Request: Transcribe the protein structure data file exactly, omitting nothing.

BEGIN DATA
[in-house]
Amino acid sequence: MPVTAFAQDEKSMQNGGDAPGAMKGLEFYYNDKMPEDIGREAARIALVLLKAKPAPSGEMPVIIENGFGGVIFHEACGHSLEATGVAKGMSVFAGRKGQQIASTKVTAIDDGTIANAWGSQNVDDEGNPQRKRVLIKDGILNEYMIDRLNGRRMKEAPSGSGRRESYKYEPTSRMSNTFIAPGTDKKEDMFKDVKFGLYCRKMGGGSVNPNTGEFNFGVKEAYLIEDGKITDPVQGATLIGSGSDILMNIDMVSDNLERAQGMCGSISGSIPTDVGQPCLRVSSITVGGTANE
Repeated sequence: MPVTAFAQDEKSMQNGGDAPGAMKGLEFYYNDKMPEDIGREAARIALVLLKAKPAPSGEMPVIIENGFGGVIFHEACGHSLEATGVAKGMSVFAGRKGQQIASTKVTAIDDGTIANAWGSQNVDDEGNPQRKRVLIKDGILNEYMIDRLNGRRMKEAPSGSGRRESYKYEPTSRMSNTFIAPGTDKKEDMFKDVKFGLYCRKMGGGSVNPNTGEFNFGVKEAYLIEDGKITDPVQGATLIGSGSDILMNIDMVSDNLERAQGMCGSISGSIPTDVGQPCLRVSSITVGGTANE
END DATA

[in-house]
Amino acid sequence: MPVTAFAQDEKSMQNGGDAPGAMKGLEFYYNDKMPEDIGREAARIALVLLKAKPAPSGEMPVIIENGFGGVIFHEACGHSLEATGVAKGMSVFAGRKGQQIASTKVTAIDDGTIANAWGSQNVDDEGNPQRKRVLIKDGILNEYMIDRLNGRRMKEAPSGSGRRESYKYEPTSRMSNTFIAPGTDKKEDMFKDVKFGLYCRKMGGGSVNPNTGEFNFGVKEAYLIEDGKITDPVQGATLIGSGSDILMNIDMVSDNLERAQGMCGSISGSIPTDVGQPCLRVSSITVGGTANE
Repeated sequence: MPVTAFAQDEKSMQNGGDAPGAMKGLEFYYNDKMPEDIGREAARIALVLLKAKPAPSGEMPVIIENGFGGVIFHEACGHSLEATGVAKGMSVFAGRKGQQIASTKVTAIDDGTIANAWGSQNVDDEGNPQRKRVLIKDGILNEYMIDRLNGRRMKEAPSGSGRRESYKYEPTSRMSNTFIAPGTDKKEDMFKDVKFGLYCRKMGGGSVNPNTGEFNFGVKEAYLIEDGKITDPVQGATLIGSGSDILMNIDMVSDNLERAQGMCGSISGSIPTDVGQPCLRVSSITVGGTANE